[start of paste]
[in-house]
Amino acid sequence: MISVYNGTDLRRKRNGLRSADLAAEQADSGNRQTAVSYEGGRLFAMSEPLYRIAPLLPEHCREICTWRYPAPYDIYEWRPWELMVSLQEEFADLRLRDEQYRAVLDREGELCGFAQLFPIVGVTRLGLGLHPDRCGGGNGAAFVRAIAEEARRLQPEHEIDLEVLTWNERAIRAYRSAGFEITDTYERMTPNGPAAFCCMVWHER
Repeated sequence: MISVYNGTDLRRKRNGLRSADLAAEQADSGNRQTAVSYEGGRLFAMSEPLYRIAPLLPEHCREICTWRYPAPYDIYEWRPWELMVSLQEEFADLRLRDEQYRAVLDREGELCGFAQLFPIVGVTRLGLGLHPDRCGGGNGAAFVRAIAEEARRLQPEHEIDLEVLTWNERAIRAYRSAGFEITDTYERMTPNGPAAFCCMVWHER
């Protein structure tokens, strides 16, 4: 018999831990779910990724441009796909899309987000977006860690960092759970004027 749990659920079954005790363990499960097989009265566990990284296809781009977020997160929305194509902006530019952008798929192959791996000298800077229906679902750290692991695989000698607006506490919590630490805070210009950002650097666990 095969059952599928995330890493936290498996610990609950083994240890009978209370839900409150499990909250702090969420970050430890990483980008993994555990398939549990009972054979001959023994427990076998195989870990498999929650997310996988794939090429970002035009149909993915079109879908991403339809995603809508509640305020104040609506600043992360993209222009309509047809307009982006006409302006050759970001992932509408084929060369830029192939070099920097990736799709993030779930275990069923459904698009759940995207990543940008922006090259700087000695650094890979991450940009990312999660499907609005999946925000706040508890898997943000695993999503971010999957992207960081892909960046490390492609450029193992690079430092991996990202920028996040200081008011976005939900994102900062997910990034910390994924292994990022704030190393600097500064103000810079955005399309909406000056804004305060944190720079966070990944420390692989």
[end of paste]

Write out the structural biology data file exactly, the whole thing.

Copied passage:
[in-house]
Amino acid sequence: MISVYNGTDLRRKRNGLRSADLAAEQADSGNRQTAVSYEGGRLFAMSEPLYRIAPLLPEHCREICTWRYPAPYDIYEWRPWELMVSLQEEFADLRLRDEQYRAVLDREGELCGFAQLFPIVGVTRLGLGLHPDRCGGGNGAAFVRAIAEEARRLQPEHEIDLEVLTWNERAIRAYRSAGFEITDTYERMTPNGPAAFCCMVWHER
Repeated sequence: MISVYNGTDLRRKRNGLRSADLAAEQADSGNRQTAVSYEGGRLFAMSEPLYRIAPLLPEHCREICTWRYPAPYDIYEWRPWELMVSLQEEFADLRLRDEQYRAVLDREGELCGFAQLFPIVGVTRLGLGLHPDRCGGGNGAAFVRAIAEEARRLQPEHEIDLEVLTWNERAIRAYRSAGFEITDTYERMTPNGPAAFCCMVWHER
């Protein structure tokens, strides 16, 4: 018999831990779910990724441009796909899309987000977006860690960092759970004027 749990659920079954005790363990499960097989009265566990990284296809781009977020997160929305194509902006530019952008798929192959791996000298800077229906679902750290692991695989000698607006506490919590630490805070210009950002650097666990 095969059952599928995330890493936290498996610990609950083994240890009978209370839900409150499990909250702090969420970050430890990483980008993994555990398939549990009972054979001959023994427990076998195989870990498999929650997310996988794939090429970002035009149909993915079109879908991403339809995603809508509640305020104040609506600043992360993209222009309509047809307009982006006409302006050759970001992932509408084929060369830029192939070099920097990736799709993030779930275990069923459904698009759940995207990543940008922006090259700087000695650094890979991450940009990312999660499907609005999946925000706040508890898997943000695993999503971010999957992207960081892909960046490390492609450029193992690079430092991996990202920028996040200081008011976005939900994102900062997910990034910390994924292994990022704030190393600097500064103000810079955005399309909406000056804004305060944190720079966070990944420390692989």